The CM9 has a technical sophistication that belies the elegant appearance.
I admit to double-checking the price of the CM9 because it appears to offer such a lot of hardware for the money. As well as being one of the largest speakers here, it has four drivers including B&W’s highly regarded FST midrange unit whose woven Kevlar cone, rather than having a conventional roll surround, is swaged at the edge and rests on a ring of foamed plastic which operates in compression. This novel arrangement improves the dissipation of cone vibrations but limits the available cone excursion, making the FST unit unsuitable for reproducing bass frequencies.
So here the CM9 hands over to twin 165mm bass drivers (effective diameter about 132mm) which are reflex loaded via B&W’s familiar dimpled Flowport. This exits on the rear panel and forms part of the moulding that carries the two pairs of input terminals, the lower of which connects via the crossover to the bass drivers, the upper pair feeding the midrange section and B&W’s familiar 25mm aluminium dome tweeter.
A sight for sore eyes, the CM9 is surely the handsomest speaker here, particularly in the black lacquer finish of the review pair. Little design felicities like the brushed aluminium driver surrounds, the bite taken out of the tweeter faceplate by the FST driver and flush driver fasteners add up to a meticulously conceived and thoroughly modern piece of technological art.
NOT ONLY A LOOKER
And those classy looks do not deceive: the CM9 delivers an equally opulent sound. One of the first adjectives I wrote in my listening notes was ‘creamy’ and that stands as a good one-word summary of the CM9’s sonic character. Its pegged-back presence band adds tonal warmth and recesses the stereo image somewhat, but the overall result is far from dull.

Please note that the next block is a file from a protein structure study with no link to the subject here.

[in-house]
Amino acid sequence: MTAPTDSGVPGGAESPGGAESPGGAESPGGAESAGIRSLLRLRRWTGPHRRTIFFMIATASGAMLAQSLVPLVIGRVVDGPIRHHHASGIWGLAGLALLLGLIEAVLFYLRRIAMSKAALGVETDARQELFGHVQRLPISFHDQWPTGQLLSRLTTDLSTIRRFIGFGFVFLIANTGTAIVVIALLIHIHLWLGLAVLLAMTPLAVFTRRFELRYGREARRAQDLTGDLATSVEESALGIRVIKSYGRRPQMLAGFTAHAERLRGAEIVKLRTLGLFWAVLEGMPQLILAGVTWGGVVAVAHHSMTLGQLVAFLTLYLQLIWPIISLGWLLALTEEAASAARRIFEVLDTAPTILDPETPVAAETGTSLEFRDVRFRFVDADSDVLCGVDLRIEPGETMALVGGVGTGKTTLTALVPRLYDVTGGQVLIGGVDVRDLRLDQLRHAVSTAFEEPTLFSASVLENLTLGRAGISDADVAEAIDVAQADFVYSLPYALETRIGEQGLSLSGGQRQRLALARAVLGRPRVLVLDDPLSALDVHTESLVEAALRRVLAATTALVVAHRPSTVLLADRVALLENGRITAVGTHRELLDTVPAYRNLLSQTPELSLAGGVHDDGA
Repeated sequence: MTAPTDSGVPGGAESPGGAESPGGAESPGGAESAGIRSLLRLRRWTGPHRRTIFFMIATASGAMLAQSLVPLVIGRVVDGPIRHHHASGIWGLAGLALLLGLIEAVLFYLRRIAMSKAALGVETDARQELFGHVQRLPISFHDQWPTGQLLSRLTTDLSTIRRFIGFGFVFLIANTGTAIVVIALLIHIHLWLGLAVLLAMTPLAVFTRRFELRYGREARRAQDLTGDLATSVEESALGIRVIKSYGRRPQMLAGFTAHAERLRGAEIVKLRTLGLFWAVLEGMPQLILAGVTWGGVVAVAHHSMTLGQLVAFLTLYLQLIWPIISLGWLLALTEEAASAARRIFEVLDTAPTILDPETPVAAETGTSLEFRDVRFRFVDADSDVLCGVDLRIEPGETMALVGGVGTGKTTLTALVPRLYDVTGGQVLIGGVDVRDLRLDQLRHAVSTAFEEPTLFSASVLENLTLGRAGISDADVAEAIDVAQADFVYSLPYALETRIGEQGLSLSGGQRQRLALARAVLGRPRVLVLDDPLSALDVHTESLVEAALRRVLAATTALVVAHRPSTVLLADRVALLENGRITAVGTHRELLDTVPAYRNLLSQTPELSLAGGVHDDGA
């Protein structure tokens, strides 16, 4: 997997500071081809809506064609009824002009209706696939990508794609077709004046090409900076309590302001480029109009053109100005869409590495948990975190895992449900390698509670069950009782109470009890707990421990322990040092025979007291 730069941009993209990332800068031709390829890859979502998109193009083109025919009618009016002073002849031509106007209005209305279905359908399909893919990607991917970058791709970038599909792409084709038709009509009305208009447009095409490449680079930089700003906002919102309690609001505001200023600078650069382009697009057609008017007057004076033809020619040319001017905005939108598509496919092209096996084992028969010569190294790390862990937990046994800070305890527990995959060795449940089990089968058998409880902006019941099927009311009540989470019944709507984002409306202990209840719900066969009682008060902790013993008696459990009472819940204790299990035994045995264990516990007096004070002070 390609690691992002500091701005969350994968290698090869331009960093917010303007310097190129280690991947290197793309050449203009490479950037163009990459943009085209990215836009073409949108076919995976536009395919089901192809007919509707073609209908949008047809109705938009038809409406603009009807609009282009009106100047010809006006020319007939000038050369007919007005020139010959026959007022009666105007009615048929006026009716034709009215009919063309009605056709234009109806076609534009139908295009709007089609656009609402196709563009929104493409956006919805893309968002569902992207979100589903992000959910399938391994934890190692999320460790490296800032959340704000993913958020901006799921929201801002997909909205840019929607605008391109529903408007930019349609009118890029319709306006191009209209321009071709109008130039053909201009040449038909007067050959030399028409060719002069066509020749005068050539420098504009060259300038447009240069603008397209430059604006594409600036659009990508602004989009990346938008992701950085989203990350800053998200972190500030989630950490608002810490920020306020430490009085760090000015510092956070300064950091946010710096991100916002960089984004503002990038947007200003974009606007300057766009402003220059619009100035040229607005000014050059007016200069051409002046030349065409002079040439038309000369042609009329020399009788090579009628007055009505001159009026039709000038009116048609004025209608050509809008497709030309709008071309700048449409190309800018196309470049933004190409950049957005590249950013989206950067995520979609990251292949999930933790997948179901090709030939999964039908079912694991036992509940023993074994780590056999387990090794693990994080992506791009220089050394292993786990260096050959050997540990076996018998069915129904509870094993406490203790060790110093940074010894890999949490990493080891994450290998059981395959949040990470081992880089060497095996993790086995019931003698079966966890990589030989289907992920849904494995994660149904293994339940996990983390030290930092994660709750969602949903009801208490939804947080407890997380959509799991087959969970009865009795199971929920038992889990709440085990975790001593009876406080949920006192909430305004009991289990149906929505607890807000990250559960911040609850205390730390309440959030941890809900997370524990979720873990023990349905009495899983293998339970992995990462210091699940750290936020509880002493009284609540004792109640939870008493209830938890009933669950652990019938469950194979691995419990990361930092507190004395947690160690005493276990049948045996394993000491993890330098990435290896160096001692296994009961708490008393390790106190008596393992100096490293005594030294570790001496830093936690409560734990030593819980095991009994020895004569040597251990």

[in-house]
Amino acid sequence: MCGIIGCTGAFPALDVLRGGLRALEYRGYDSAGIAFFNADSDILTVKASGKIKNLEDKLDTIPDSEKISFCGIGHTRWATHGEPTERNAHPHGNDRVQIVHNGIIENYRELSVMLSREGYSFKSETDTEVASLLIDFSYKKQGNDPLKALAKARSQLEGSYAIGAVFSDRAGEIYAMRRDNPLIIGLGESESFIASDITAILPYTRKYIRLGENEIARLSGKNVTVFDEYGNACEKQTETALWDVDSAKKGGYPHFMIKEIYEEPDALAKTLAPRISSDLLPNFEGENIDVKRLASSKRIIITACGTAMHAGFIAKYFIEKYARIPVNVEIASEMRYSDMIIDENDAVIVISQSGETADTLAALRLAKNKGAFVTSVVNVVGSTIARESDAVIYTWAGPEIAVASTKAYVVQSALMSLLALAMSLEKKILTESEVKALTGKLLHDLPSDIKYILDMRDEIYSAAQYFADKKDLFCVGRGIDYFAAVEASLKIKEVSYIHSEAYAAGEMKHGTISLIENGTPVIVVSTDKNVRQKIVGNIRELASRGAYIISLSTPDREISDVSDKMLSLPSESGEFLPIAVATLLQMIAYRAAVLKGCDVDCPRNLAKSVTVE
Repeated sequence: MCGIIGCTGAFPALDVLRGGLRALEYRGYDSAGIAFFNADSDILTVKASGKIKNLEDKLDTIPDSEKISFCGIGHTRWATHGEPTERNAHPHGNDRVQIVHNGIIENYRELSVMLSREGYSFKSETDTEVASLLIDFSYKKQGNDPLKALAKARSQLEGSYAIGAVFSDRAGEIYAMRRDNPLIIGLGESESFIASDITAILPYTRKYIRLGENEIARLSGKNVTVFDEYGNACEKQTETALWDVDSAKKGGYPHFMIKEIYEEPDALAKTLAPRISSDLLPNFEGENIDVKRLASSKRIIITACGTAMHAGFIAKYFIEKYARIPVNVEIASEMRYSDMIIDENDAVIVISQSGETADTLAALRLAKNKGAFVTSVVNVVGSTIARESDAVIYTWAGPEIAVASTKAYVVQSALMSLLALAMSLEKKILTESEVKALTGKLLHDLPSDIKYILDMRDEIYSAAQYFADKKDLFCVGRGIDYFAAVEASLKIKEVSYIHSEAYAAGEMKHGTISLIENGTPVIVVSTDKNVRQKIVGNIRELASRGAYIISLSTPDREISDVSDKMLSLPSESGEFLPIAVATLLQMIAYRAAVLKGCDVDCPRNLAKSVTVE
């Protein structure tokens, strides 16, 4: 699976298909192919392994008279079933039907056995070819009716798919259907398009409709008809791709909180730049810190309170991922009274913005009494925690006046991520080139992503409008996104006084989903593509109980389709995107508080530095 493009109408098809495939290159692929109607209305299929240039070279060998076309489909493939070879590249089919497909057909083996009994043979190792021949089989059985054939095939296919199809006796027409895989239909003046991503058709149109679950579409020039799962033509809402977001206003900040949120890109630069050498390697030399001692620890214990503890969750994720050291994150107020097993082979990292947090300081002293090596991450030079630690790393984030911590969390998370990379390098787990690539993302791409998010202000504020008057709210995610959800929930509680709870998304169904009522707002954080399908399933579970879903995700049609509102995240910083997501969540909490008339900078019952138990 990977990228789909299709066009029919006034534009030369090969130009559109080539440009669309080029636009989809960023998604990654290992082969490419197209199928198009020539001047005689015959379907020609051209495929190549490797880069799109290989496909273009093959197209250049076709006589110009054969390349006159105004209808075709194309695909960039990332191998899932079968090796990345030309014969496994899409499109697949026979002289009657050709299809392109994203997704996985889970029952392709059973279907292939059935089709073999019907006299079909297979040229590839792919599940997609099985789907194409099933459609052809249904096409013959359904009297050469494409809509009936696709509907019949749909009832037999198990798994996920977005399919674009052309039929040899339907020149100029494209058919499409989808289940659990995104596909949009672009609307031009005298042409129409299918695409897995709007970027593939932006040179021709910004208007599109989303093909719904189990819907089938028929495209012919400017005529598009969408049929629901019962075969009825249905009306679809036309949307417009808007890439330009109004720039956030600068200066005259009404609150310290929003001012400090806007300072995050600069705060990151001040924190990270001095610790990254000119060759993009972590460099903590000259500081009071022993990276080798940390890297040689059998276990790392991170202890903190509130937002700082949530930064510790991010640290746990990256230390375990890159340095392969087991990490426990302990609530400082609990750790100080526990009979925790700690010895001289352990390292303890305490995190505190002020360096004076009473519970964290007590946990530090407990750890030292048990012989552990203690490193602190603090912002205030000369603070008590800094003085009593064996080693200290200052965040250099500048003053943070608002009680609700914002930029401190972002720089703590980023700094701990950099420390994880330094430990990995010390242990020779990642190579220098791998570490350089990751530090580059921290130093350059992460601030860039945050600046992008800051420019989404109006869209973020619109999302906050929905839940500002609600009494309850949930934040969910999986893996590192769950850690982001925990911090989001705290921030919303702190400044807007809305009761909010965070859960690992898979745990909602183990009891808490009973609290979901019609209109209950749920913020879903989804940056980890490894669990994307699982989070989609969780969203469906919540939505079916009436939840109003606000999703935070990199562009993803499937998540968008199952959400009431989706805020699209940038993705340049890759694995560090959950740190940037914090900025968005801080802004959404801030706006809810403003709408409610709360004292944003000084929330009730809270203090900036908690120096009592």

On the Linn Records’ clarinet recording it projected a large, spacious, airy image but still conveyed the soaring dynamics and delineated the piano accompaniment. Bass output was a tad too heavy on the Davenport track – something which will certainly be room dependent – but the soundstage was large and the dynamics and rhythm were well portrayed, albeit softened.
Bass output was again a little heavy with the Alison Krauss number but you could hear the true quality of her voice despite the processing in the recording. Within the context of the CM9’s slightly reined-back delivery the dynamic was well controlled and musical strands were beautifully expressed.
Listening to the CM9 after the Spendor and Dynaudio in this group, ‘Double Trouble’ was the best yet – a little thickened in the bass but big sounding in every respect and with an authentic rough edge to Clapton’s vocal.
Originally published in the August 2009 issue
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